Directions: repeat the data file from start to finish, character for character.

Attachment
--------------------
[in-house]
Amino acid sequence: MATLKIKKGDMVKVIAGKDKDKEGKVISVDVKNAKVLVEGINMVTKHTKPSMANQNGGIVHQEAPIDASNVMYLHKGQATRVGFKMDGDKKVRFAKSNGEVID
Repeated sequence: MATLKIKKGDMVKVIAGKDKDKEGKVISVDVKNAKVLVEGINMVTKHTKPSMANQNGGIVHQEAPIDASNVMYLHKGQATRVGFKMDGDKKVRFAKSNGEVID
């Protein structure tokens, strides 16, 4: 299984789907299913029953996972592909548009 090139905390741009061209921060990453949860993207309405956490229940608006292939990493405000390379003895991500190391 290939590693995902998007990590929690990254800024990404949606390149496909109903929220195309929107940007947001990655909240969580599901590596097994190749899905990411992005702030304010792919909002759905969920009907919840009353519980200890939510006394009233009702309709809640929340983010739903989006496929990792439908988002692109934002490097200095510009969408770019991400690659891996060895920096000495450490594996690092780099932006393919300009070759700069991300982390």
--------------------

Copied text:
[in-house]
Amino acid sequence: MATLKIKKGDMVKVIAGKDKDKEGKVISVDVKNAKVLVEGINMVTKHTKPSMANQNGGIVHQEAPIDASNVMYLHKGQATRVGFKMDGDKKVRFAKSNGEVID
Repeated sequence: MATLKIKKGDMVKVIAGKDKDKEGKVISVDVKNAKVLVEGINMVTKHTKPSMANQNGGIVHQEAPIDASNVMYLHKGQATRVGFKMDGDKKVRFAKSNGEVID
């Protein structure tokens, strides 16, 4: 299984789907299913029953996972592909548009 090139905390741009061209921060990453949860993207309405956490229940608006292939990493405000390379003895991500190391 290939590693995902998007990590929690990254800024990404949606390149496909109903929220195309929107940007947001990655909240969580599901590596097994190749899905990411992005702030304010792919909002759905969920009907919840009353519980200890939510006394009233009702309709809640929340983010739903989006496929990792439908988002692109934002490097200095510009969408770019991400690659891996060895920096000495450490594996690092780099932006393919300009070759700069991300982390």